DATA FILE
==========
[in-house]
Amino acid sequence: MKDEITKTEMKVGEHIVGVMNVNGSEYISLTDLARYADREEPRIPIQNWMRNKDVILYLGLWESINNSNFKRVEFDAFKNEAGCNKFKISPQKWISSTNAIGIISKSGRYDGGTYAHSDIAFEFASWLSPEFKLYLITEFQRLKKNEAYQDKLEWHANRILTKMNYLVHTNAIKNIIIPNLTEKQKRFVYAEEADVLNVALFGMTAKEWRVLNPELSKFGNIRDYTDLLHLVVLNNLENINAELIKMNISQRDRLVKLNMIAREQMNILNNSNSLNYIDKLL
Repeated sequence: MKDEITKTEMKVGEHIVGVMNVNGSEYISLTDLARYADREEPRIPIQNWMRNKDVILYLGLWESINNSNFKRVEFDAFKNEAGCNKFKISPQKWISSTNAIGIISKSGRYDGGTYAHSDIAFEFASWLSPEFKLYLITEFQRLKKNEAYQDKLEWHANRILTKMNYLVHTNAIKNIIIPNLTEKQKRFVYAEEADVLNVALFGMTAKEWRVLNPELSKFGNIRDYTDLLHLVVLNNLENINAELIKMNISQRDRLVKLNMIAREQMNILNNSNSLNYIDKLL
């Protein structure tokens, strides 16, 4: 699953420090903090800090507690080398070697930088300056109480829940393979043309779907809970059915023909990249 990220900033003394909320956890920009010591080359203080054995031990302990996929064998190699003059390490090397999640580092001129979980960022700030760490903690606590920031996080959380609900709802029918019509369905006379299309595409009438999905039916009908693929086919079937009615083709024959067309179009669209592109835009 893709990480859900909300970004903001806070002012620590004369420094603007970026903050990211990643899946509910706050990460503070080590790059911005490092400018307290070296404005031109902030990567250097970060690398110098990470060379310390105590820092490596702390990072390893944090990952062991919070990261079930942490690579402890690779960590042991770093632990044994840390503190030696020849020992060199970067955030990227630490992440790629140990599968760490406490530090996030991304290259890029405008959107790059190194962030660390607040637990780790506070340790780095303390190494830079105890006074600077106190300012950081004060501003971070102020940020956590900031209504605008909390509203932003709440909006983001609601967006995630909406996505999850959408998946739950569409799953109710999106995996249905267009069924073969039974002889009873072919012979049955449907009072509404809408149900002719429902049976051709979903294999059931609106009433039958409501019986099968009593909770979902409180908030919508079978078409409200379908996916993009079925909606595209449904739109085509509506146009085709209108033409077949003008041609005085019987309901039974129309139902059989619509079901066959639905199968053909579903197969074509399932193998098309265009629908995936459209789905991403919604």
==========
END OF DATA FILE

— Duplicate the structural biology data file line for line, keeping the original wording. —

[in-house]
Amino acid sequence: MKDEITKTEMKVGEHIVGVMNVNGSEYISLTDLARYADREEPRIPIQNWMRNKDVILYLGLWESINNSNFKRVEFDAFKNEAGCNKFKISPQKWISSTNAIGIISKSGRYDGGTYAHSDIAFEFASWLSPEFKLYLITEFQRLKKNEAYQDKLEWHANRILTKMNYLVHTNAIKNIIIPNLTEKQKRFVYAEEADVLNVALFGMTAKEWRVLNPELSKFGNIRDYTDLLHLVVLNNLENINAELIKMNISQRDRLVKLNMIAREQMNILNNSNSLNYIDKLL
Repeated sequence: MKDEITKTEMKVGEHIVGVMNVNGSEYISLTDLARYADREEPRIPIQNWMRNKDVILYLGLWESINNSNFKRVEFDAFKNEAGCNKFKISPQKWISSTNAIGIISKSGRYDGGTYAHSDIAFEFASWLSPEFKLYLITEFQRLKKNEAYQDKLEWHANRILTKMNYLVHTNAIKNIIIPNLTEKQKRFVYAEEADVLNVALFGMTAKEWRVLNPELSKFGNIRDYTDLLHLVVLNNLENINAELIKMNISQRDRLVKLNMIAREQMNILNNSNSLNYIDKLL
């Protein structure tokens, strides 16, 4: 699953420090903090800090507690080398070697930088300056109480829940393979043309779907809970059915023909990249 990220900033003394909320956890920009010591080359203080054995031990302990996929064998190699003059390490090397999640580092001129979980960022700030760490903690606590920031996080959380609900709802029918019509369905006379299309595409009438999905039916009908693929086919079937009615083709024959067309179009669209592109835009 893709990480859900909300970004903001806070002012620590004369420094603007970026903050990211990643899946509910706050990460503070080590790059911005490092400018307290070296404005031109902030990567250097970060690398110098990470060379310390105590820092490596702390990072390893944090990952062991919070990261079930942490690579402890690779960590042991770093632990044994840390503190030696020849020992060199970067955030990227630490992440790629140990599968760490406490530090996030991304290259890029405008959107790059190194962030660390607040637990780790506070340790780095303390190494830079105890006074600077106190300012950081004060501003971070102020940020956590900031209504605008909390509203932003709440909006983001609601967006995630909406996505999850959408998946739950569409799953109710999106995996249905267009069924073969039974002889009873072919012979049955449907009072509404809408149900002719429902049976051709979903294999059931609106009433039958409501019986099968009593909770979902409180908030919508079978078409409200379908996916993009079925909606595209449904739109085509509506146009085709209108033409077949003008041609005085019987309901039974129309139902059989619509079901066959639905199968053909579903197969074509399932193998098309265009629908995936459209789905991403919604």